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Kennedy Center Honors Dinner Photos

December 5, 2010

From last night:

States Secretary of State Hillary Rodham Clinton smiles as she joins the 2010 Kennedy Center honorees for their formal class photo following the formal Artist's Dinner at the United States Department of State in Washington

SECRETARY CLINTON: It is such a delight to welcome you back here for this wonderful national tradition. It is, by any standard we can imagine, the best weekend in Washington. (Applause.) And it is the tenth time since I have been involved with helping to host some of the Kennedy Center Honors. For eight years, Bill and I were privileged to host at the White House, and now as Secretary of State I get the great honor of hosting you here.

And it was really extraordinary standing in the receiving line and seeing the genres and generations going by. (Laughter.) The full breadth and depth of American artistry and the diversity of this extraordinary, dynamic nation of ours. I am writing a cable about it, which I’m sure you’ll find soon on your closest website. (Laughter and applause.)

And this year, once again, we have an exceptional group of honorees. But in addition to the honorees, there are so many distinguished American leaders, icons, exemplars, and models here in this dinner. I cannot possibly name and recognize all of you. But it is, for us, a wonderful way to celebrate the arts by having those of us in government and politics and business come together and say to the American artistic community how much we value you and how greatly you enrich our country and how you are – (applause) – really our best exports.

As I travel around the world, I see firsthand the impact of American culture. And in the vast majority of my experiences, it’s exciting, it is inspiring, it’s dynamic; it gives particularly young people in places so far away a sense of freedom in their imagination and their aspirations. And for that, we are deeply grateful.

Now, in just a few minutes, the divine Jessye Norman, whom I was privileged to see receive her Kennedy Center laurel in 1997, will tell you more about the life and work of these five artists. So I will leave that her and our honorees, but I do want to just underscore why this is, for me, an event that stands out during the entire year and one that was worth flying very far to get back for – (laughter and applause) – because the great honor that I have being Secretary of State and going from country to country, meeting with leaders who share our values or, in many cases, reject them, but who all know that America stands for the liberation of the human spirit, who understand that the human drive to create adds texture and truth to our lives, and that it is universal and – yes – irresistible. And it may take decades in order for that to finally be accepted and realized, but we know it will happen. And we see it in our own lives and we see it in the work of so many of you who have brought great joy and challenge to us because of your willingness to go out there, to be vulnerable, to expose yourself, to take a chance, and then to see what happens.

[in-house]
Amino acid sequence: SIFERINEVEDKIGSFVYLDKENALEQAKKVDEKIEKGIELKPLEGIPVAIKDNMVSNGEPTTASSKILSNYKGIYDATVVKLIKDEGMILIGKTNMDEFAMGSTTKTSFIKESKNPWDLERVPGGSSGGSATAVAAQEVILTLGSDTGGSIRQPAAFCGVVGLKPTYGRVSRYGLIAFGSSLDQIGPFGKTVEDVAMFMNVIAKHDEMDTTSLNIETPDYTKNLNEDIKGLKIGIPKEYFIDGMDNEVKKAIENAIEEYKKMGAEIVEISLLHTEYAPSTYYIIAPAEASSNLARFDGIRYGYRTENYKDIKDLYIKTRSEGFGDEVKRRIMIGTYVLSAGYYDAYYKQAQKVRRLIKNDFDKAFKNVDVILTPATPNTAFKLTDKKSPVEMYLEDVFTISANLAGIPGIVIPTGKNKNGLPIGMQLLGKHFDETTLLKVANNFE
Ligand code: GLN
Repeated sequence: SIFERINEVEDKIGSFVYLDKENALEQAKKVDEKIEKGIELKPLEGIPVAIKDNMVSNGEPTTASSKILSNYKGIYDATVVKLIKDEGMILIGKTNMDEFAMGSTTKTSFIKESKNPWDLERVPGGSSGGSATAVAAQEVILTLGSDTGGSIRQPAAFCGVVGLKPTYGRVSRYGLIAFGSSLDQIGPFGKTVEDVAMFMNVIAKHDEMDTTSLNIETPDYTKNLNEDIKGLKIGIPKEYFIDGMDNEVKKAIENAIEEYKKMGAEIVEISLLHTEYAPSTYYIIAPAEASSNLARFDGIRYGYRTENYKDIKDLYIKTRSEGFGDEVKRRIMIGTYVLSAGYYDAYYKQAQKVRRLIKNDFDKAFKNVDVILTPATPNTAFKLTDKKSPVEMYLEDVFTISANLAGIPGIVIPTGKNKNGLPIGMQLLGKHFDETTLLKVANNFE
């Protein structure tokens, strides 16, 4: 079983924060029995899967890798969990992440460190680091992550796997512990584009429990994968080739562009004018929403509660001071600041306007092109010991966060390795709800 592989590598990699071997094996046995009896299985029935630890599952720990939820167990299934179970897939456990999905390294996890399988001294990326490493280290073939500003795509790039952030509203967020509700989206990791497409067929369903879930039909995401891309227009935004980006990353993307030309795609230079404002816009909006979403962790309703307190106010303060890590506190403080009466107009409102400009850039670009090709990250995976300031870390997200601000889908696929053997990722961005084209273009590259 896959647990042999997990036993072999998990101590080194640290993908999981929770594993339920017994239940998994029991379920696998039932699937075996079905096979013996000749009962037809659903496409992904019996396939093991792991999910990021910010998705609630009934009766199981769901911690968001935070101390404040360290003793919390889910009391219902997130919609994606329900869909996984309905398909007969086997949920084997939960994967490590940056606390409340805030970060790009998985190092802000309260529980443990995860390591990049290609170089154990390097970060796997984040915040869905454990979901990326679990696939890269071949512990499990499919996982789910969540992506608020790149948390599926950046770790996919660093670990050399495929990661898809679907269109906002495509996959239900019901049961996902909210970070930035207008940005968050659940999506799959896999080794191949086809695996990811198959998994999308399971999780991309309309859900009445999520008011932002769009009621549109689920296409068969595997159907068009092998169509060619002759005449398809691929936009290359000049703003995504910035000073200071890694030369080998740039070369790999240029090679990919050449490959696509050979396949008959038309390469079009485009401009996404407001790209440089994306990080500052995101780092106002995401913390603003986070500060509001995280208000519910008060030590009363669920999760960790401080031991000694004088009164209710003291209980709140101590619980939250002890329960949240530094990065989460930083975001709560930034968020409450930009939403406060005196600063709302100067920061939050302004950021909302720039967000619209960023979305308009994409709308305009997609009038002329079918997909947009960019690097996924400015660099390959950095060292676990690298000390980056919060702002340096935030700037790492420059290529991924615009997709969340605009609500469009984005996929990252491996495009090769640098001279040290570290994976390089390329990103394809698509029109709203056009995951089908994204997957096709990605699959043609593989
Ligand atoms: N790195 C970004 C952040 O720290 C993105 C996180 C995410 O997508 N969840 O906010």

And that is certainly true of the artists that we are celebrating tonight. This evening is not about honoring American artists, so much as it is about honoring artists who have to shape America. And it is an important distinction, not only because one of our honorees is a Knight of the Realm – (laughter) – but because America has always been influenced by the experiences and contributions of other cultures. Now, we certainly have our own signature way of doing things, but we thrive on the influx of ideas from all over the world. And as our nation of immigrants – proudly a nation of immigrants – becomes more diverse and our world more connected, our arts become even richer.

And our artists then, in effect, absorb and play back what is happening in the larger society. They reinterpret and remake all of those influences and create something new – an unmistakably American export that inspires and challenges people beyond our borders. So the circles of inspiration and creation continues, and overcomes the barriers that divide us. As I travel, I don’t just meet with heads of state or foreign ministers, but I try always to meet with citizens, and particularly young people. So I do town halls or other kinds of settings where I say a few words and then let people ask me questions. And there is just such a palpable influence of the American ideal which so often is transmitted because of the work of our artists. And I thank you for that because it does give a common ground, a common vocabulary that is often lacking that can help bring people together and bridge our differences.

The people that we honor tonight are really exemplars of what that means. Bill T. Jones recently won a Tony Award for his stunning choreography of Fela!. And he took the life and work of a Nigerian activist and pioneering Afrobeat composer and showed how it was originally influenced by American jazz and funk, and then went far beyond.

Jerry Herman is an icon of American musical theater – one of our great contributions to world arts. And we know him best for the distinctly American stories he tells through music and lyrics, but it was something that ranges from the story of Israel to Hello, Dolly! and covers a lot of ground in between.

Now, Paul McCartney has practically redefined music over the course of his lifetime, inspiring thousands of others. And I have to confess, Paul, several waves of teen girl hysteria – (laughter). I can still remember – and this really dates me – so there are a lot of young people here, but we used to have three television channels and we had black and white TVs, and every Sunday night, everybody in America watched the Ed Sullivan Show. (Laughter.) And that’s where we first saw the Beatles.